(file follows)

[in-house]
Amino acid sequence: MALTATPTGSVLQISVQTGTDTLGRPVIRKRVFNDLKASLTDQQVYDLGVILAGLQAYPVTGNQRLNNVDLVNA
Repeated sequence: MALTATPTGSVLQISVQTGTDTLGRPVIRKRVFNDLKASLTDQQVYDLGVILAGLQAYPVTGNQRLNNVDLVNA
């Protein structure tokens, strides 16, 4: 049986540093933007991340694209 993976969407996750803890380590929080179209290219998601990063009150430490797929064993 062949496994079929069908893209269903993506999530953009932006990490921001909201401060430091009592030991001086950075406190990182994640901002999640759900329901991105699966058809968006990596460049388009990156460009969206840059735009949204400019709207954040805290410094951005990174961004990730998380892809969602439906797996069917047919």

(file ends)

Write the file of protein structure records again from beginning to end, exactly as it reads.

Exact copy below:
[in-house]
Amino acid sequence: MALTATPTGSVLQISVQTGTDTLGRPVIRKRVFNDLKASLTDQQVYDLGVILAGLQAYPVTGNQRLNNVDLVNA
Repeated sequence: MALTATPTGSVLQISVQTGTDTLGRPVIRKRVFNDLKASLTDQQVYDLGVILAGLQAYPVTGNQRLNNVDLVNA
């Protein structure tokens, strides 16, 4: 049986540093933007991340694209 993976969407996750803890380590929080179209290219998601990063009150430490797929064993 062949496994079929069908893209269903993506999530953009932006990490921001909201401060430091009592030991001086950075406190990182994640901002999640759900329901991105699966058809968006990596460049388009990156460009969206840059735009949204400019709207954040805290410094951005990174961004990730998380892809969602439906797996069917047919």